Spirituals, Art Songs,
and Chamber Music
This little-known african-american, female composer, was championed and supported in her youth personally by Eleanor Roosevelt. This was merely the start of an accomplished life in the arts, performance, and education. This CD represents the culmination of a state-wide tour of her works in Ohio during her 95th year. The variety of the works represented here are testiment to her flexibility as an artist. Settings of spirituals that are reminiscent of Faure, hymn settings that are quiet and unobtrusive, two works for solo piano that are both progressive and accessible like Satie, and larger chamber works that are directly in keeping with the concert hall fare of challenging atonality. There is something here for everyone, but mostly, a great tribute, and a great introduction, to a composer's work and achievement.

Women in Ragtime
Virginia Eskin, piano
The Ragtime Project
KOCH 3-7457-2
A brief of the interesting history of this CD: while ragtime was mostly the work of black males, there is a growing body of work being discovered that was written by white women of the day. Trained in the "feminine skill" of piano playing, these women, mostly young, applied their classical skill to the precision required for ragtime, and began composing. The place of women during this time makes the research difficult. Marriage not only changed the name, but often ended the compositional career of these women... others published under assumed names. But, enough of the research; it's ragtime! Bob your hair, roll down your stockings, and dance 'til you drop! Sheer energy and joy, played with precision, musicality and a rolicking verve by Virginia Eskin.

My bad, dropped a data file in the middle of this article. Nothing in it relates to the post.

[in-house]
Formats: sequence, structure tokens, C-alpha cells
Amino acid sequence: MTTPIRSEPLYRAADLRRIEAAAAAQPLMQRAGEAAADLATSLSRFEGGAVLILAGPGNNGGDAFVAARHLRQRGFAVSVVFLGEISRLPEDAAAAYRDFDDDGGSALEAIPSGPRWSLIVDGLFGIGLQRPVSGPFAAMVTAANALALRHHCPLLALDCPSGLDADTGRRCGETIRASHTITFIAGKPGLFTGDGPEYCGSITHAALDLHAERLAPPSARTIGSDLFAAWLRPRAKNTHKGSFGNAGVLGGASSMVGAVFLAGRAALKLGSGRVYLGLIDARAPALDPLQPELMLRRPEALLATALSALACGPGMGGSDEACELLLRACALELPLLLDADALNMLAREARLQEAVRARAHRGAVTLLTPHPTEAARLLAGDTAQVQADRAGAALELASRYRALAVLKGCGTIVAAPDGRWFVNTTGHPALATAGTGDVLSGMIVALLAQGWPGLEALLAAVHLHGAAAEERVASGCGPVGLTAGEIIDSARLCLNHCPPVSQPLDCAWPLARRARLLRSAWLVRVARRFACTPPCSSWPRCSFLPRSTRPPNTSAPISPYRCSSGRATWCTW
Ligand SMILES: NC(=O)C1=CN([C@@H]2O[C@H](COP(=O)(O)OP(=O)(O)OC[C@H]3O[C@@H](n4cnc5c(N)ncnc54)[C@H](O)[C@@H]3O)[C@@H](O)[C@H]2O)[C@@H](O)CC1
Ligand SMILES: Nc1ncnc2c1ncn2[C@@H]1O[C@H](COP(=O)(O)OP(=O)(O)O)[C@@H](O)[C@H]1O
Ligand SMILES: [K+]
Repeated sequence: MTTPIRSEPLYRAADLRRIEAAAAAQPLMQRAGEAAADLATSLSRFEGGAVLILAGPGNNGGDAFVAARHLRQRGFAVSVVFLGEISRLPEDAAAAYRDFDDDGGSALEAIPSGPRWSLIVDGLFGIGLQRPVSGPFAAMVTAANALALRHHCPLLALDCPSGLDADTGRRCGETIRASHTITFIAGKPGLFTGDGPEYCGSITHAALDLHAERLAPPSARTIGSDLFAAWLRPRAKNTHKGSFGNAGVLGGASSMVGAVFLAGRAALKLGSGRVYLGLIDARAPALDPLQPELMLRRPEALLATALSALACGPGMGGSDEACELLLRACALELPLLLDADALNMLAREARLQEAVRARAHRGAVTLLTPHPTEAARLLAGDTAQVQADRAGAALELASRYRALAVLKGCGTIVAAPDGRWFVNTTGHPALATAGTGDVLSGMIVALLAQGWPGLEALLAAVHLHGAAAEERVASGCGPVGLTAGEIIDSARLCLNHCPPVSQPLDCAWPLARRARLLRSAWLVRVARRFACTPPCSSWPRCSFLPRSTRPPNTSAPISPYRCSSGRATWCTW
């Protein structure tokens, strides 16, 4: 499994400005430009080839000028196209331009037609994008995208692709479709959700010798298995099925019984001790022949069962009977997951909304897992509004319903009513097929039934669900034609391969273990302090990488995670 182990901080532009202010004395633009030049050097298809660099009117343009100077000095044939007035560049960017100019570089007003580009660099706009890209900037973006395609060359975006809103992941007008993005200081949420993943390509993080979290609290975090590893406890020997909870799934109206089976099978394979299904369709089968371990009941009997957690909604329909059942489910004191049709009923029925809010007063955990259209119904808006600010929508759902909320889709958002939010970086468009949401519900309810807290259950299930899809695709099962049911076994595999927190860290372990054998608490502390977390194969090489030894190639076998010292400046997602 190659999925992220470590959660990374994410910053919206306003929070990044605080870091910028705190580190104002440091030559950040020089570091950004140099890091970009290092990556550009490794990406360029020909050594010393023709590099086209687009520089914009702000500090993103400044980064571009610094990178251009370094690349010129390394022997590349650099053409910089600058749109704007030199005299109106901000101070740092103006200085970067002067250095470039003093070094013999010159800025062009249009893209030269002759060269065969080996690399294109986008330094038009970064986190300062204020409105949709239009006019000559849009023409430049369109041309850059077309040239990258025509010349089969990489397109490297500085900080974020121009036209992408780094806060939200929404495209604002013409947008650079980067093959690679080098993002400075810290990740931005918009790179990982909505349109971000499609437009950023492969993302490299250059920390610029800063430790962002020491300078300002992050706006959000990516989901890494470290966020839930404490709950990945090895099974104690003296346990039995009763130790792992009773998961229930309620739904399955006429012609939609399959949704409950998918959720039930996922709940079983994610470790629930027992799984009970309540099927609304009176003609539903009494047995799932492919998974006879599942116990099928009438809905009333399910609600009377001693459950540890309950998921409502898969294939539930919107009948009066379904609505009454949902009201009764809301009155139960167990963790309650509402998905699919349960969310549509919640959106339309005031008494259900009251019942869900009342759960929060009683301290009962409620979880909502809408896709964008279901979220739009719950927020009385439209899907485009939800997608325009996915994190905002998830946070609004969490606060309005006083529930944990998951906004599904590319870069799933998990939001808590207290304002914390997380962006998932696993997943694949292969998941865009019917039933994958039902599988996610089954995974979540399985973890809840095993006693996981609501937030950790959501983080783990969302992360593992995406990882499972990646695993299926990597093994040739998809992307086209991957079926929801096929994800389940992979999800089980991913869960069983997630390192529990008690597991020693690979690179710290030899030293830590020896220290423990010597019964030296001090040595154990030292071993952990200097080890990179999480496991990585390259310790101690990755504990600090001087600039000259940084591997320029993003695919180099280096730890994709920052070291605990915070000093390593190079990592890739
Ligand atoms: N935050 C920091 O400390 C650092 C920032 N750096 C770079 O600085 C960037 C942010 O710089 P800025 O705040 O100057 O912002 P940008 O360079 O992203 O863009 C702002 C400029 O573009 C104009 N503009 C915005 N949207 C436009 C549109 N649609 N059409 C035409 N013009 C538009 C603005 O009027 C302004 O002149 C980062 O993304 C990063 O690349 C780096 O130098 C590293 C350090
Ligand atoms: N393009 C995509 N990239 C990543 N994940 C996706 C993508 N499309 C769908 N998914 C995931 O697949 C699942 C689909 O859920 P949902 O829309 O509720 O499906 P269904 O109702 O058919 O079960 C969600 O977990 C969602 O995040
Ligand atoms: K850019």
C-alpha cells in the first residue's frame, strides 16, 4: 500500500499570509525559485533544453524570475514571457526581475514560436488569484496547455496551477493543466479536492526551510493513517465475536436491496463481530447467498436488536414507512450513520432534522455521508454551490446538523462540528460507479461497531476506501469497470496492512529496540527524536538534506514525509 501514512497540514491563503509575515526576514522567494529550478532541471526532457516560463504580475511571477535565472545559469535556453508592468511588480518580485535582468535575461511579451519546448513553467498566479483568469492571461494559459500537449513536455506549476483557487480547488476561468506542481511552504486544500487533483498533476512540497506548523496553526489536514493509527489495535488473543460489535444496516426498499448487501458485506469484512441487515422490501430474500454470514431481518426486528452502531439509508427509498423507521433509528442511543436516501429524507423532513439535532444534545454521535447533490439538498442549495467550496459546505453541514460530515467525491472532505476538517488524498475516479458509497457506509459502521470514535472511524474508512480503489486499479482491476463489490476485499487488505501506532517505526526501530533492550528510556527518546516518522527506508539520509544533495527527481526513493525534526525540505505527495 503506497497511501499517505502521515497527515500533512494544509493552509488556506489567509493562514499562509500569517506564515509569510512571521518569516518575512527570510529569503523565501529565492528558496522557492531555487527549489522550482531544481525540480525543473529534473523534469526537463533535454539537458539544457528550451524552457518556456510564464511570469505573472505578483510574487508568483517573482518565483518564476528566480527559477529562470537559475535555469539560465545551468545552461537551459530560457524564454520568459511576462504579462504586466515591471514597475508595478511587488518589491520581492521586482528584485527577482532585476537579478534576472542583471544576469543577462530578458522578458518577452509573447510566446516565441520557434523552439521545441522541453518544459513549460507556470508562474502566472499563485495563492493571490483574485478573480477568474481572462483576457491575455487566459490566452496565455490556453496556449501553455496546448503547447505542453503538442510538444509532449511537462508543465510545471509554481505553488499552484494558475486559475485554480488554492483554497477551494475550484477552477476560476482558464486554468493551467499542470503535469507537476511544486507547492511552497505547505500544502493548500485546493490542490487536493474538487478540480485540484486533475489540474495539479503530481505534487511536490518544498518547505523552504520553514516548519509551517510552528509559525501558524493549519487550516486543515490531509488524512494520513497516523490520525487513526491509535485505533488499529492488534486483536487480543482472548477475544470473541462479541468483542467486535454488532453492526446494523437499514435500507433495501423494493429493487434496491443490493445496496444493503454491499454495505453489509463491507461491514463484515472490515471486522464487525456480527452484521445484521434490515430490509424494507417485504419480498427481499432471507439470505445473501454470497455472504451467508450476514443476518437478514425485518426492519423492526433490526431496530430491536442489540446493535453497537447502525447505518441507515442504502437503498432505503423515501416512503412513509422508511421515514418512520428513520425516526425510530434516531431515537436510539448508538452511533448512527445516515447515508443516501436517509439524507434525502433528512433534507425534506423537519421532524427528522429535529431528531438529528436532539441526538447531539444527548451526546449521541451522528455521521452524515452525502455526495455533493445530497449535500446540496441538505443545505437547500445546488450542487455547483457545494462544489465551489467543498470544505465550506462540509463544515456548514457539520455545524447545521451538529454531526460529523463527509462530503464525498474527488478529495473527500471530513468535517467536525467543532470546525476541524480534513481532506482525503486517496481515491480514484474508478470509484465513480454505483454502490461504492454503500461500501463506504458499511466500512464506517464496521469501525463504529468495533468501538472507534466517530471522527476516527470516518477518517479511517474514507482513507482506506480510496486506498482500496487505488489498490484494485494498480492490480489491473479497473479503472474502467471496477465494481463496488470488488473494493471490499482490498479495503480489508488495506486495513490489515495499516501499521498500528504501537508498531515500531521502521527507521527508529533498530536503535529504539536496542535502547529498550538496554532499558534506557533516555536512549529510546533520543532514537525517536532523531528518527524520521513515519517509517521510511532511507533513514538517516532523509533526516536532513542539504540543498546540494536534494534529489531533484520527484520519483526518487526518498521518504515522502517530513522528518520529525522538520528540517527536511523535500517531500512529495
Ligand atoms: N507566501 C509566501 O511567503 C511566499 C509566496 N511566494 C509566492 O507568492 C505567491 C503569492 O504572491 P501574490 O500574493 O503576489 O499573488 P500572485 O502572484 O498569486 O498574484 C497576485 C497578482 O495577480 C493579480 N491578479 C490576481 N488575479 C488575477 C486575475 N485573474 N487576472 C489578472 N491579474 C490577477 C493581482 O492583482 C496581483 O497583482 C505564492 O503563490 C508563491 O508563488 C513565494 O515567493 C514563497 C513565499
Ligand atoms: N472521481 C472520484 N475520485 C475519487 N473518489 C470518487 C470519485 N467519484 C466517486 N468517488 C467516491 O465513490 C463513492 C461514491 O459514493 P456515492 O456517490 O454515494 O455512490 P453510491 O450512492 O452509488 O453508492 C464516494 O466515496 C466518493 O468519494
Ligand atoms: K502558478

and other film scores by
Moscow Symphony Orchestra